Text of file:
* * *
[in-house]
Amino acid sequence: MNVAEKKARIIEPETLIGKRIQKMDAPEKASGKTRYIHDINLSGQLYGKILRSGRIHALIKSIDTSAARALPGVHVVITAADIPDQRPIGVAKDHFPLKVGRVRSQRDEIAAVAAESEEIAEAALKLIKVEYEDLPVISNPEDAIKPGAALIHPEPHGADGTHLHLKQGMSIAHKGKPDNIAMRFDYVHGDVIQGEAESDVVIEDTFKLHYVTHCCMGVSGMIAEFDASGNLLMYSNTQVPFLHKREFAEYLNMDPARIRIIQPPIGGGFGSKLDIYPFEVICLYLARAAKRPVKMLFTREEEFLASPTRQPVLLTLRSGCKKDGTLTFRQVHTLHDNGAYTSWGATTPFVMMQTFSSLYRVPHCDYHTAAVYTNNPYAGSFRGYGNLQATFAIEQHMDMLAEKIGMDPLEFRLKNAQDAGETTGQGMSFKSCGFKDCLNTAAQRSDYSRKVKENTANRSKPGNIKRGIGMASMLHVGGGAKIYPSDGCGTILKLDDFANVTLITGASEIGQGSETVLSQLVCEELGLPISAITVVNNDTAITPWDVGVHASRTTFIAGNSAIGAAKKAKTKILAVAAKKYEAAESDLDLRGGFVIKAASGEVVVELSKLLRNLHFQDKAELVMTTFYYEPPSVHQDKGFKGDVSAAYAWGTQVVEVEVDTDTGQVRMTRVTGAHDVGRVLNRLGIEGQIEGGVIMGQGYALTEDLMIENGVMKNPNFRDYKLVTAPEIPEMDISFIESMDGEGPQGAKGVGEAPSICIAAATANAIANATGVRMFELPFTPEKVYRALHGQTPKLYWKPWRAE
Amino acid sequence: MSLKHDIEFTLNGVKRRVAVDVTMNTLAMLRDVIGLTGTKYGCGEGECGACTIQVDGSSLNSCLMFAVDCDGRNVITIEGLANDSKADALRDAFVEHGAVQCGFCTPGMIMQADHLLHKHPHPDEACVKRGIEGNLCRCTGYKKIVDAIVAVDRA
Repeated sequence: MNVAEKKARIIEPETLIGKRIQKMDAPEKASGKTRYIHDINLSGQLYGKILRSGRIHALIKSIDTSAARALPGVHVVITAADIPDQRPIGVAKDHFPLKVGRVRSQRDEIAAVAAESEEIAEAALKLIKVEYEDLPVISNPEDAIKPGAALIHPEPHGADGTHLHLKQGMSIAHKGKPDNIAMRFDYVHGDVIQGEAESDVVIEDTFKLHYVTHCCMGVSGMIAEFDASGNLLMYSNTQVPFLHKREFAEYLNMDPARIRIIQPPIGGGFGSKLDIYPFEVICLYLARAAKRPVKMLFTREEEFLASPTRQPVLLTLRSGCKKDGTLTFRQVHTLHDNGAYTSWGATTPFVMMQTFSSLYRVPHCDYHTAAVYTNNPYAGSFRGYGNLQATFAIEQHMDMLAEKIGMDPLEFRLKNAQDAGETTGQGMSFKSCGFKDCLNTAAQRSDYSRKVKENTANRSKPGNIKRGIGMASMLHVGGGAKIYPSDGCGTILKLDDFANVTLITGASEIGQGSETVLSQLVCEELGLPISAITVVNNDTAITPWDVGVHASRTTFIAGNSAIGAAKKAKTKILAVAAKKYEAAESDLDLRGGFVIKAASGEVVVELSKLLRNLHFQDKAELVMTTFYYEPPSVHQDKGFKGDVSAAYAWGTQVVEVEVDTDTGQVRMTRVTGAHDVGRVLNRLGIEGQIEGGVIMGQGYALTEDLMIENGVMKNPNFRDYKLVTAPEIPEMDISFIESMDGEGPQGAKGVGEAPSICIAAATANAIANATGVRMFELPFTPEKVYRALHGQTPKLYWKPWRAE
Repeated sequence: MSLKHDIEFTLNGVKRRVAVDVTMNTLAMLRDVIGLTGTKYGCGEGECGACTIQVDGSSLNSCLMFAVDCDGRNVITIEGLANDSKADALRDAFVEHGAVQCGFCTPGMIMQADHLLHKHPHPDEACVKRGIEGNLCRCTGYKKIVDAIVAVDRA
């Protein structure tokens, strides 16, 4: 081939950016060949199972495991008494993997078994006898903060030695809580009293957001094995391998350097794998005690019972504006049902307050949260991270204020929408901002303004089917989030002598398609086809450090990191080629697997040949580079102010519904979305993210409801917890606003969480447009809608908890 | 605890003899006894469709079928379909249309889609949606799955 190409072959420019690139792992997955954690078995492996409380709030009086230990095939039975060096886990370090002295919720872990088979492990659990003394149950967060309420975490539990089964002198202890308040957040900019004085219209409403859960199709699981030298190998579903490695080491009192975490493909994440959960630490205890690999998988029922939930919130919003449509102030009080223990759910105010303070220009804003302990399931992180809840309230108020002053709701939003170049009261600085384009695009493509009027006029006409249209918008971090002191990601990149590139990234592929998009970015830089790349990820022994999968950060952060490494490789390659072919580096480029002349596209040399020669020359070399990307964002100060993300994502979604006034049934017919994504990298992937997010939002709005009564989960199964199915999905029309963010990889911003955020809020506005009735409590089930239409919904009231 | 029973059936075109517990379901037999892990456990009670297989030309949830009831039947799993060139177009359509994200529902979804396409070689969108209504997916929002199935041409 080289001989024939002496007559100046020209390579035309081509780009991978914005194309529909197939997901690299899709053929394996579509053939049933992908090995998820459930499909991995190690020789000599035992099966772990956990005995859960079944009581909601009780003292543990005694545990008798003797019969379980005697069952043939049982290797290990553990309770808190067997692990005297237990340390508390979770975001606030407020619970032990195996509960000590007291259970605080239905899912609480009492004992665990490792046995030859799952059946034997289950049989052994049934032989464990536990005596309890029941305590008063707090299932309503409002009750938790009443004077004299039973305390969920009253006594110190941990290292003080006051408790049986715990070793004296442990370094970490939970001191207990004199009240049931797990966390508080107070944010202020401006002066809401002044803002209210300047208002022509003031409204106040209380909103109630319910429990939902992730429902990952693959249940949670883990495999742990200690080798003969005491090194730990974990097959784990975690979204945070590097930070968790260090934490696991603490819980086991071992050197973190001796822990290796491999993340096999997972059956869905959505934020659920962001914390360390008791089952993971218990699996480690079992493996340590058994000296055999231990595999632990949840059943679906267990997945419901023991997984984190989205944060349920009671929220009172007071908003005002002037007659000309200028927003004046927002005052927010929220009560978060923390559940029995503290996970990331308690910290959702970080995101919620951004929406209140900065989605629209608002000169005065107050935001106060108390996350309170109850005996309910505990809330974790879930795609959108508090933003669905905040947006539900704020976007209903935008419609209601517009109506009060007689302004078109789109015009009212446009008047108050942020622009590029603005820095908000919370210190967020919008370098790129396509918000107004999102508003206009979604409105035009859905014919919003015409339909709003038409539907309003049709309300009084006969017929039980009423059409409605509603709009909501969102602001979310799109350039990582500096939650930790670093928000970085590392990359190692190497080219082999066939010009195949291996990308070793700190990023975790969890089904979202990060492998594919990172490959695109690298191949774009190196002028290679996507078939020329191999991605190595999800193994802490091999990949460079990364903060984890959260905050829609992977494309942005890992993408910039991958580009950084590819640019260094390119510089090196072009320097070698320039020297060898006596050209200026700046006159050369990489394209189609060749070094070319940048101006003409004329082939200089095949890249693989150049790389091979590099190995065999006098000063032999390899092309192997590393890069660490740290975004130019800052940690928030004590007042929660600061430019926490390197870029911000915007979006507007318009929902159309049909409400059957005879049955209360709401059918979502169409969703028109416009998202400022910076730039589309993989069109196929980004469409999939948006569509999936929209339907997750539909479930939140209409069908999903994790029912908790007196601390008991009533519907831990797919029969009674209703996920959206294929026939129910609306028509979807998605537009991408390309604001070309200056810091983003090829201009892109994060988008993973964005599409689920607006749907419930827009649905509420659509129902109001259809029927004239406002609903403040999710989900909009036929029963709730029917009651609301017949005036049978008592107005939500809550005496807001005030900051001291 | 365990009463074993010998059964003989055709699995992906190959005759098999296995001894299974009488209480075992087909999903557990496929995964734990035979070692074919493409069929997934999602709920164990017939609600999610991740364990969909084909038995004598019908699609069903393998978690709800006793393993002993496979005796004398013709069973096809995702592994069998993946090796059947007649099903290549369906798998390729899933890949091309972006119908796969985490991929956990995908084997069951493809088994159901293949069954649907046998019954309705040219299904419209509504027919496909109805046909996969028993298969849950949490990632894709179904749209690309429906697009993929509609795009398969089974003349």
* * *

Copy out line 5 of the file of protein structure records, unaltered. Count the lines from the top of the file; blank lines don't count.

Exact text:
Repeated sequence: MSLKHDIEFTLNGVKRRVAVDVTMNTLAMLRDVIGLTGTKYGCGEGECGACTIQVDGSSLNSCLMFAVDCDGRNVITIEGLANDSKADALRDAFVEHGAVQCGFCTPGMIMQADHLLHKHPHPDEACVKRGIEGNLCRCTGYKKIVDAIVAVDRA